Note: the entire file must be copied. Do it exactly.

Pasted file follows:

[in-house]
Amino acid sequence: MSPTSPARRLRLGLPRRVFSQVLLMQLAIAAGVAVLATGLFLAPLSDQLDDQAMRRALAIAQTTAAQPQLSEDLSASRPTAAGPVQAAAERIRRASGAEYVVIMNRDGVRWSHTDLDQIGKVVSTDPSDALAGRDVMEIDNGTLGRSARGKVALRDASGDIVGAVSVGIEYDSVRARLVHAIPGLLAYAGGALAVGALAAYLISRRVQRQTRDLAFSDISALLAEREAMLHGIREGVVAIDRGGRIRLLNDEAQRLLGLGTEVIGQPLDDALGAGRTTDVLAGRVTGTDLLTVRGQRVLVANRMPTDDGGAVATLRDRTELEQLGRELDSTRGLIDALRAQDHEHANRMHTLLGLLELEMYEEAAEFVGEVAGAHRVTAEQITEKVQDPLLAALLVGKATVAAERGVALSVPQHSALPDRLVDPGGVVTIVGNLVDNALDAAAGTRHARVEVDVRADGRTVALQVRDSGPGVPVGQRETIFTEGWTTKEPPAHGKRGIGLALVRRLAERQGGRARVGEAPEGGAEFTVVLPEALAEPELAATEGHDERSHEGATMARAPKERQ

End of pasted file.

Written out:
[in-house]
Amino acid sequence: MSPTSPARRLRLGLPRRVFSQVLLMQLAIAAGVAVLATGLFLAPLSDQLDDQAMRRALAIAQTTAAQPQLSEDLSASRPTAAGPVQAAAERIRRASGAEYVVIMNRDGVRWSHTDLDQIGKVVSTDPSDALAGRDVMEIDNGTLGRSARGKVALRDASGDIVGAVSVGIEYDSVRARLVHAIPGLLAYAGGALAVGALAAYLISRRVQRQTRDLAFSDISALLAEREAMLHGIREGVVAIDRGGRIRLLNDEAQRLLGLGTEVIGQPLDDALGAGRTTDVLAGRVTGTDLLTVRGQRVLVANRMPTDDGGAVATLRDRTELEQLGRELDSTRGLIDALRAQDHEHANRMHTLLGLLELEMYEEAAEFVGEVAGAHRVTAEQITEKVQDPLLAALLVGKATVAAERGVALSVPQHSALPDRLVDPGGVVTIVGNLVDNALDAAAGTRHARVEVDVRADGRTVALQVRDSGPGVPVGQRETIFTEGWTTKEPPAHGKRGIGLALVRRLAERQGGRARVGEAPEGGAEFTVVLPEALAEPELAATEGHDERSHEGATMARAPKERQ